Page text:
Pope Francis has my admiration because I hear the voice of love speaking through him. He always stresses God’s infinite mercy.
People Accuse Pope Francis
Recently, a ninety-three-year-old atheist accused him of denying the existence of hell. This man who has nothing but contempt for Christianity delighted in causing an uproar. The Pope denied his claim as a bogus reconstruction of what he misheard. The Pope’s denial is good enough for me.
One thing is certain from what the Pope said was this: anyone who commits a mortal sin and dies unrepentant does not enter the Kingdom of Heaven. Purgatory exists for those who receive mercy because of some excusing causes like ignorance and/or human weakness. Nevertheless, until their sins are washed away by their repentance they cannot enter heaven.
For God so loved the world that he gave his only Son, that whoever believes in him should not perish but have eternal life. For God sent the Son into the world, not to condemn the world, but that the world might be saved through him. (John 3: 16-17)
Mercy seems like laxity to those who became alarmed when Pope Francis urged Catholics to rely more on their conscience in resolving personal moral issues.
Affirming freedom of conscience is an act of intellectual honesty and a way of being both merciful and understanding. These are God-like qualities.
In 2016, 2016 Episcopal Commission for Doctrine Canadian Conference of Catholic Bishops wrote The Beauty of Mercy: Pope Francis and Confession, explaining that Pope Francis’s sense of mercy does not imply an attitude of leniency towards sin:
being merciful is not the same as being lenient as a confessor – nor is being rigid a way to offer mercy, Pope Francis says that neither the lax nor the rigid confessor “treats the penitent as a brother, taking him by the hand and accompanying him in his conversion!” Rather, the truly merciful confessor listens, accompanies, and encourages.
Pope Francis states:
“Mercy means carrying the burden of a brother or sister and helping them walk… The confessor who prays, the confessor who weeps, the confessor who knows that he is more a sinner than the penitent, and if he himself has never done the bad thing that the penitent speaks of, it is but for the grace of God. Merciful is be Merciful is being close and accompanying the process of conversion,”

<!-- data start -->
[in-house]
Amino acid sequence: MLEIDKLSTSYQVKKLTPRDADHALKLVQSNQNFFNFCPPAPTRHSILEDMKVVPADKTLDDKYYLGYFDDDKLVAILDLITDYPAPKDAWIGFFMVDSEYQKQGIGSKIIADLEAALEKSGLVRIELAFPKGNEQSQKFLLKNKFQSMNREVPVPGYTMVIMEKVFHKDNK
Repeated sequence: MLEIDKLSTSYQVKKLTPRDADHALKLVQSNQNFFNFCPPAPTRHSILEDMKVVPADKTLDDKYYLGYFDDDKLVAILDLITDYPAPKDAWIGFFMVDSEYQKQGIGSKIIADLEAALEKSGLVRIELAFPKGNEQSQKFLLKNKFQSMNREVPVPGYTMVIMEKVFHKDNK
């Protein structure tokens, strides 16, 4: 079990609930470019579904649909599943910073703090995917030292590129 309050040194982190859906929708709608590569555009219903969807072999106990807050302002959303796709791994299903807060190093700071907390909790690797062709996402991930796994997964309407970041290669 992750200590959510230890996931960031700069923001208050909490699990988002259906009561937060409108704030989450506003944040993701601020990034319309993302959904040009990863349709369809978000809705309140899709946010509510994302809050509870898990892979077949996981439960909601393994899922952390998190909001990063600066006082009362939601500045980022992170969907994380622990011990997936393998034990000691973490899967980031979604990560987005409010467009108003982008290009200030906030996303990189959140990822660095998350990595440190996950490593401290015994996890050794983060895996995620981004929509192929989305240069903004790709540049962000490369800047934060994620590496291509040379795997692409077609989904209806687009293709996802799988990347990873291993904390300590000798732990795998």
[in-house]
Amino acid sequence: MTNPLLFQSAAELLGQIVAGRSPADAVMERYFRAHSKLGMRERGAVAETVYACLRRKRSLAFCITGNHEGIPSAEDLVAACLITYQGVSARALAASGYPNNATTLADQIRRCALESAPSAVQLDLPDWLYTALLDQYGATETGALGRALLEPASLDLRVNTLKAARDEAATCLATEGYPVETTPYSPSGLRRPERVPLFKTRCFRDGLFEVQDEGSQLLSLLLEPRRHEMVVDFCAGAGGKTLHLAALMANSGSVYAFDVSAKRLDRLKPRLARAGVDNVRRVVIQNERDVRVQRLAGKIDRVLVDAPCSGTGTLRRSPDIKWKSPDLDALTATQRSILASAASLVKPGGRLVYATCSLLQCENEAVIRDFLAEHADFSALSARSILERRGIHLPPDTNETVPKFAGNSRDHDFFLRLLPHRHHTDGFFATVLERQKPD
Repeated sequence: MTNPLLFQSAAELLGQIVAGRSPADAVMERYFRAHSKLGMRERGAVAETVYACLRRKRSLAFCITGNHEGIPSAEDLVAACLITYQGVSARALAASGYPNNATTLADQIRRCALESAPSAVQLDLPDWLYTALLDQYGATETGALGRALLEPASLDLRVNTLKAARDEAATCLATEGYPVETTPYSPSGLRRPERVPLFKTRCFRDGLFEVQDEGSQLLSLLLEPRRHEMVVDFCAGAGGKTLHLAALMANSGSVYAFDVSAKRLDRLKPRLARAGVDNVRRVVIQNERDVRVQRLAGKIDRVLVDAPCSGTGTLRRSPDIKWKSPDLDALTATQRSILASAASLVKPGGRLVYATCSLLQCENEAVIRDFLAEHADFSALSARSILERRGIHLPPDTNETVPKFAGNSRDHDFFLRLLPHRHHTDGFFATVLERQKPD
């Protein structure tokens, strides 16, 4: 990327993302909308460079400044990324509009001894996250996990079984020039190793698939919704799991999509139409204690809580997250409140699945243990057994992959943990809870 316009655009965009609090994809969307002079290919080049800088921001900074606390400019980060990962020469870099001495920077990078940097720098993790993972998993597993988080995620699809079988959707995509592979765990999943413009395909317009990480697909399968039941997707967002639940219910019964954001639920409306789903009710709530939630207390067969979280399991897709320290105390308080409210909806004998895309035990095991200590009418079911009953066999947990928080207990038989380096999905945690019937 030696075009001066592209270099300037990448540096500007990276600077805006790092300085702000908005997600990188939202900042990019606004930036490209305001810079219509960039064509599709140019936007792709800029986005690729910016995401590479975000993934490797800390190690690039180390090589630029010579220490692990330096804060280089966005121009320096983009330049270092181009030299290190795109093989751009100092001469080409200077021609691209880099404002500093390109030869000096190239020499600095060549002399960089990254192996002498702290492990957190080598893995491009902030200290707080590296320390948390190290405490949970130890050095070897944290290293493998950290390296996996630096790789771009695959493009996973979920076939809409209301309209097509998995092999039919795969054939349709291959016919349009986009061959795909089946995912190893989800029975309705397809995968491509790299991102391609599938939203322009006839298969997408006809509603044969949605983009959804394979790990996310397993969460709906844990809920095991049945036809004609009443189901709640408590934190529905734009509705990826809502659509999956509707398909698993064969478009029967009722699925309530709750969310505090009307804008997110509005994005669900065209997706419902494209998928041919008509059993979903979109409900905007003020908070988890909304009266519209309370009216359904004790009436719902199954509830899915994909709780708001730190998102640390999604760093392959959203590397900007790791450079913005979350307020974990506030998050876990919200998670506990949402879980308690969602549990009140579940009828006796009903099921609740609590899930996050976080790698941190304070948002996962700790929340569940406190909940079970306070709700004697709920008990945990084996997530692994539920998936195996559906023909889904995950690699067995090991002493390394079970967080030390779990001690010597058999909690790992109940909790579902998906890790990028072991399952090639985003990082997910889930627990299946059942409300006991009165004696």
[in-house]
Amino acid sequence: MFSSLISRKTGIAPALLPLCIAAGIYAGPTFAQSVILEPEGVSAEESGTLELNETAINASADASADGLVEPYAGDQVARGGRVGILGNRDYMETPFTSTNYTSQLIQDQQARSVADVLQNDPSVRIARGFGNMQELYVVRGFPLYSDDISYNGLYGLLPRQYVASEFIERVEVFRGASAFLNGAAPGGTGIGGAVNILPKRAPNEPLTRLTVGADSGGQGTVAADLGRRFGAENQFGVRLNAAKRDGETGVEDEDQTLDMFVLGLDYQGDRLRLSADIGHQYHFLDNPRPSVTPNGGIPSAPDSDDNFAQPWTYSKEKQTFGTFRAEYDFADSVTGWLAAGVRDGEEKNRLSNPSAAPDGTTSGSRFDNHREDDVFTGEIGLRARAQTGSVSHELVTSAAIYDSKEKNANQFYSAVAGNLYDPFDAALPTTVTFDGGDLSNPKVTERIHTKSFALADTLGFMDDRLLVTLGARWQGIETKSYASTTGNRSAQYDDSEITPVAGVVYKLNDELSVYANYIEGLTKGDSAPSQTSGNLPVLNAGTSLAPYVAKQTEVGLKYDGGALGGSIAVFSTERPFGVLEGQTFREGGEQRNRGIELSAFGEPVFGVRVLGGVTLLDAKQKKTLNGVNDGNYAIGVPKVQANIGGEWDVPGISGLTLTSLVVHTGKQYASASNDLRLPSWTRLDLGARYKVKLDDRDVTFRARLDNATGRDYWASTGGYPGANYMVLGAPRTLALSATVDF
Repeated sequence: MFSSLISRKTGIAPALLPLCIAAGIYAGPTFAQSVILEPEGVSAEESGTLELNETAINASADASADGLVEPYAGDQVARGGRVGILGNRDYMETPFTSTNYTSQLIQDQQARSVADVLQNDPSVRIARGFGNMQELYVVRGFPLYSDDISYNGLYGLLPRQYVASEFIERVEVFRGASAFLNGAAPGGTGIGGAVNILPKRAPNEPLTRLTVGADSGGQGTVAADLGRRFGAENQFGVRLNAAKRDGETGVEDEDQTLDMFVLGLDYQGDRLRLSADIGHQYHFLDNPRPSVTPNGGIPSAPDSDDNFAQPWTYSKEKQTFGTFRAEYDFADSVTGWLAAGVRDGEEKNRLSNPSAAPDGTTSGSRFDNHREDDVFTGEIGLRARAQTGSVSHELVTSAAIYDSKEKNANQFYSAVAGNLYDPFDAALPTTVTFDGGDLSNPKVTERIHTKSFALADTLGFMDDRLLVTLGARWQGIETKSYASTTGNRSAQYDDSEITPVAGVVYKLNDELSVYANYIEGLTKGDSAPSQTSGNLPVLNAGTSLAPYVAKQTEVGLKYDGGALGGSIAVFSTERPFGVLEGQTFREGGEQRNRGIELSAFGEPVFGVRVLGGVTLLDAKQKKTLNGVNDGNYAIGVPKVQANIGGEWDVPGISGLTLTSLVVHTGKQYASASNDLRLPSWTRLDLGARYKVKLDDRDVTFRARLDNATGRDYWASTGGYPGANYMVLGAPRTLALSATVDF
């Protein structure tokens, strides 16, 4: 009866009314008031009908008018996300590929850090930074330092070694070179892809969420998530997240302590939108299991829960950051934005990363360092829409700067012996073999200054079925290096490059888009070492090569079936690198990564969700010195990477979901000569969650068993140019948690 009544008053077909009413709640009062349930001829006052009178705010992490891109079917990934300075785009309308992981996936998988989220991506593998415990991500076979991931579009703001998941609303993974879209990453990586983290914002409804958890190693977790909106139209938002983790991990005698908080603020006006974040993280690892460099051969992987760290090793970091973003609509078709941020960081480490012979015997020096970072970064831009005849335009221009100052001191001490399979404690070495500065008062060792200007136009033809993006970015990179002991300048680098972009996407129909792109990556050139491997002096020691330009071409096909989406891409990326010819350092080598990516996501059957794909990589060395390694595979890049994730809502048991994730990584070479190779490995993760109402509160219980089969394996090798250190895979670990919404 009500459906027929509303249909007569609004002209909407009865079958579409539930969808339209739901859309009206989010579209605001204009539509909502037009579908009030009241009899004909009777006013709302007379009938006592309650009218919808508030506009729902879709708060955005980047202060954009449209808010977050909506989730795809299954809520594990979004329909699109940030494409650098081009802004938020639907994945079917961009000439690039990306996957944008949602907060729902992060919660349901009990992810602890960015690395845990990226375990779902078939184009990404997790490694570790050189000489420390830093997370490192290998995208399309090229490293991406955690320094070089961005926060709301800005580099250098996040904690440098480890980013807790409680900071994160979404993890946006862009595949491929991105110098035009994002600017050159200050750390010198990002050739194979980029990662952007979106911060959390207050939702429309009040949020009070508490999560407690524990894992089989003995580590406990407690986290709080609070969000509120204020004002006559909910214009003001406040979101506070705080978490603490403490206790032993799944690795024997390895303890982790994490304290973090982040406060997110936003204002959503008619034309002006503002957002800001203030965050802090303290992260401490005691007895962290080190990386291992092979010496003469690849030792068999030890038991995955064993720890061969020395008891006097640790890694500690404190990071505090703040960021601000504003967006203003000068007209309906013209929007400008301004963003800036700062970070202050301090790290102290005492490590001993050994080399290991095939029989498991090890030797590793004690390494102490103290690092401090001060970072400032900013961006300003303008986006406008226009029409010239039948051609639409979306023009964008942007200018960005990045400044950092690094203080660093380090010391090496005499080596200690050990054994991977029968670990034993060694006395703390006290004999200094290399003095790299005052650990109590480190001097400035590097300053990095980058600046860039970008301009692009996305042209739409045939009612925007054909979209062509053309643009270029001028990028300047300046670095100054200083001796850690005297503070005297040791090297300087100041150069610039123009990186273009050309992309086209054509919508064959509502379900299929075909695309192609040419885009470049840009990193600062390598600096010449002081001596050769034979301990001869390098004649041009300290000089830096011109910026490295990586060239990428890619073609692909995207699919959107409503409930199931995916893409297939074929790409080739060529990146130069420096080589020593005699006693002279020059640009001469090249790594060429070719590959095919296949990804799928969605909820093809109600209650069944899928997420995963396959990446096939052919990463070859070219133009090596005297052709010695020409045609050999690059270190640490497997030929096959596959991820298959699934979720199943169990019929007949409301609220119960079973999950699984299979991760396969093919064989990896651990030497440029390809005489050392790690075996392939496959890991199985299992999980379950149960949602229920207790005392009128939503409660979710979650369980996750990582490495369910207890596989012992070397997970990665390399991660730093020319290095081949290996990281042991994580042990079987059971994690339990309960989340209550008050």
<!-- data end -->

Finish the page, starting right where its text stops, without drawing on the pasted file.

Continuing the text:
Very few annulments were granted in the 1960’s and 70’s, because of canonical rigidity. When Pope Francis was elected, it wasn’t long before he began urging Catholics to rely more on their consciences, and that was music to my ears. Reliance on conscience is a long-established principle of Moral Theology.
Father Federico Lombardi, the Vatican spokesperson at the time, reported that Pope Francis was saying that in grave situations a well-formed conscience can be relied upon. The responsibility and gravity of the situation were to be determined by the parties themselves.
On July 29, 2013, Pope Francis said, “If someone is gay, and sincerely searches for the Lord, and has good will, who am I to judge?” He immediately received a flood of criticism for that quote, but the parents of gay children felt genuine solace. While he did not endorse same-sex marriage, he did say there could be some sort of civil union to protect their civil rights. He opposes promiscuity in general.
Conservative Catholics Are Fearful
Conservative Catholics are usually fearful that any relaxation of the laws pertaining to marriage and divorce and contraception, would threaten the Church’s broader stance on medical ethics and sexual issues. This is an understandable concern, but not an insurmountable one. Freedom of conscience is a human right. Granted it can be abused, but it must be protected. Every right can be abused.
Pope Paul VI affirmed the immoral nature of artificial contraception in his Encyclical, “Humanae Vitae.” Pope Francis is preparing for the canonization of Pope Paul, and he has remained firm in his opposition to those who refuse to have children because it interferes with their lifestyle. Nevertheless, he respects the consciences of those who are struggling to find the strength to raise children in today’s world.
Pope Francis agrees with the various National Hierarchies who have instructed the laity that they may use of private conscience in resolving these matters. He also highlighted Paul VI’s instruction to priests, urging them to show compassion in the confessional in matters involving human weakness.
What I admire most about Pope Francis are his Christ-like qualities, humility, compassion, and kindness.
May the Lord be your strength and your joy.
By Father John Catoir JCD
Father John Catoir, the former president of the Catholic Press Association, received the St. Francis de Sales Award in 1993 for outstanding contributions to Catholic journalism.